Referencing FIG. 6, the tower has a vertical axis of rotation 950. The axis of rotation extends vertically upward from the bottom bearing assembly (proximate to the tower foundation 360 and pivot stalk 370) and through the middle of the upper bearing assembly 220. The tower can be constructed to allow portions of the structure to extend outside the axis of rotation. Particularly the leading edge may lean into the windward direction. This is termed “leaning forward”. It will be appreciated that the tower 100 is leaning to the left and into the wind as shown by vector arrow 975. This configuration increases the distance between the tower leading edge and the plane of rotation of the turbine blades. The increased distance between the tower leading edge 110 and the turbine blade 402 is illustrated by distance 401. This minimizes potential for damage to the turbine blades by striking the tower. It also decreases the moment distribution from rotor thrust that must be carried by the tower and its supports. A downwind rotor can extend from the trailing edge 120 outside the axis of rotation 950. This position facilitates the generating of the necessary moment needed to steer the tower into a changed wind direction.

In one embodiment of the invention, the tower edgewise load is carried by the leading edge 110 and the separate trailing edge 120. See FIG. 1. This allows the sides of the tower structure to be covered with a lower load bearing material as stated in the preceding paragraph and further discussed in relation to FIG. 2. The tower edges define the outline of the wing shaped tower structure 100 illustrated in FIG. 1. The tower edges diverge at the tower mid point (kinked or bowed separation of the leading edge and trailing edge). The tower edges merge together at the bottom of the structure and are attached to the lower bearing assembly 210. Beneath the bottom bearing assembly (not shown) are a pivot stalk 370 and a foundation 360.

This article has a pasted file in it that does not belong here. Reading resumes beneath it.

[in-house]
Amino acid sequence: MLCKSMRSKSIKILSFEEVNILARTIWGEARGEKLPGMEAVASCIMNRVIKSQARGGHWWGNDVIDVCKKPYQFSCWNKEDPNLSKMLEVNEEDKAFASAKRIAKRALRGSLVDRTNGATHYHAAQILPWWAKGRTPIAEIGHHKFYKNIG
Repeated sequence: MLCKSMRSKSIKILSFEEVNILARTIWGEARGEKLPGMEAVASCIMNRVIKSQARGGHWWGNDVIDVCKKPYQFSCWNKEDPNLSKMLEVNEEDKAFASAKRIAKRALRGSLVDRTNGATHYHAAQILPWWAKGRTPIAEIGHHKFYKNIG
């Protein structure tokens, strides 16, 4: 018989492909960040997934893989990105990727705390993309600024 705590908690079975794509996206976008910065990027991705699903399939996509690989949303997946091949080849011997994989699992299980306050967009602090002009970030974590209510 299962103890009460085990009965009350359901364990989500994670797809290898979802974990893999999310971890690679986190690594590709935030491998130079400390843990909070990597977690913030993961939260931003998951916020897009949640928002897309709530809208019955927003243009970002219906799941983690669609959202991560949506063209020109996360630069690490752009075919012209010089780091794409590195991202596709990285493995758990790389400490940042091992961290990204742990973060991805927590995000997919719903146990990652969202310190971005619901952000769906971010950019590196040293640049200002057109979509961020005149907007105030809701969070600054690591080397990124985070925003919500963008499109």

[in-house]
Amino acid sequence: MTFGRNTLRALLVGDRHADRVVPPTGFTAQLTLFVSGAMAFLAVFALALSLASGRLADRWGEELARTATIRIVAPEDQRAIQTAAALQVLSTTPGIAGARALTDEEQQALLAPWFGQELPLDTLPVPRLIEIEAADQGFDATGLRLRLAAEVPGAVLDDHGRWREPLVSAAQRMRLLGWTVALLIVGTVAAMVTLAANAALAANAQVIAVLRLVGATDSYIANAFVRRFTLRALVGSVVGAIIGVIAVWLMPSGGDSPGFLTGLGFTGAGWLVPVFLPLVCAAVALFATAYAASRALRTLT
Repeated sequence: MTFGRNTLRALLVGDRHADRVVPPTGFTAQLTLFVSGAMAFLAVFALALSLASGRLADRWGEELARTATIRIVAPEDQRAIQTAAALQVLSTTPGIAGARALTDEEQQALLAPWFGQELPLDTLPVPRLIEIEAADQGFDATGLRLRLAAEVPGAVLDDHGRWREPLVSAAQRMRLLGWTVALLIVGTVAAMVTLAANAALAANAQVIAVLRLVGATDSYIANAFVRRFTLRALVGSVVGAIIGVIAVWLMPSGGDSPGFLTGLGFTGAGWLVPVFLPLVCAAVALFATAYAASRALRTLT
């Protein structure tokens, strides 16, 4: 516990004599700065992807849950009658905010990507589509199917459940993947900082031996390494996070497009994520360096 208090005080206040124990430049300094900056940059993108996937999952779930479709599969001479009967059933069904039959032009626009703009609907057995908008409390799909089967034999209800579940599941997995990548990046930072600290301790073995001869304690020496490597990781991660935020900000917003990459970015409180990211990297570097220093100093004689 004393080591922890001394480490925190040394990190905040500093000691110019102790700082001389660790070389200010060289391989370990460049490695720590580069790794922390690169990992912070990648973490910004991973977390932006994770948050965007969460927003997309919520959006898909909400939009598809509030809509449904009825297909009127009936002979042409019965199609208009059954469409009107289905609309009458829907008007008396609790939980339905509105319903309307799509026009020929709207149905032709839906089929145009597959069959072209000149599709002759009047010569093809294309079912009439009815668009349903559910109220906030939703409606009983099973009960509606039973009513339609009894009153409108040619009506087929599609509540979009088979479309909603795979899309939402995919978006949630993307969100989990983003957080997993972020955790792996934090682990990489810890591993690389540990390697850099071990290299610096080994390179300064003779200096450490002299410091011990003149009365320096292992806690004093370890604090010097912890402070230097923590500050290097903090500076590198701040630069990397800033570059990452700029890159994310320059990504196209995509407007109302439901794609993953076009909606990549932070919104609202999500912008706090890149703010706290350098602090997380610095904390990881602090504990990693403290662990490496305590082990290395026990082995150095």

In the embodiment illustrated, the leading edge 110 leans forward into the wind. The leading edge is not vertical. The axis of rotation 950 is vertical. As illustrated in FIG. 1, the axis of rotation starts at the pivot stalk 370 and extends upward through the upper bearing assembly 220.

In one embodiment, (not shown) a hinge component connects the bottom segments of the leading edge and trailing edge with the foundation or with the bottom bearing assembly. Other placements of the bottom hinge are possible. This configuration allows the tower to pivot on the hinge and the lowering of the tower (and turbine) to be placed on the ground for servicing or repair. It may be found advantageous to attach the hinge to the leading edge, thereby ensuring that the turbine and blades will be facing downward when the tower is lowered. The trailing edge can also be attached with a hinge to the foundation or bottom bearing assembly. Accordingly the tower can be lowered using the leading edge hinge or the trailing edge hinge, depending upon the component of the turbine to be serviced. A hinge also allows the tower to be elevated and secured in the vertical position for initial erection.

The tower edges also merge 240 beneath the attachment fixture or base 350 for the rotor and nacelle 351. The orientation of the tower depicted in FIG. 1 to the wind direction is shown by vector arrow 975. The tower may be rotated in response to changes in the wind by use of a yaw motor or other device. Also illustrated is the space 136 between the leading and trailing edges. It is this space that is covered by the secondary load bearing material. See FIGS. 2 and 4.

See FIG. 2A comprising a cross-sectional top view of the tower structure. Illustrated are the leading edge 110 and trailing edge 120, side panels 135 and the narrow profile of the tower structure facing the wind 975. The leading edge defines the narrow profile.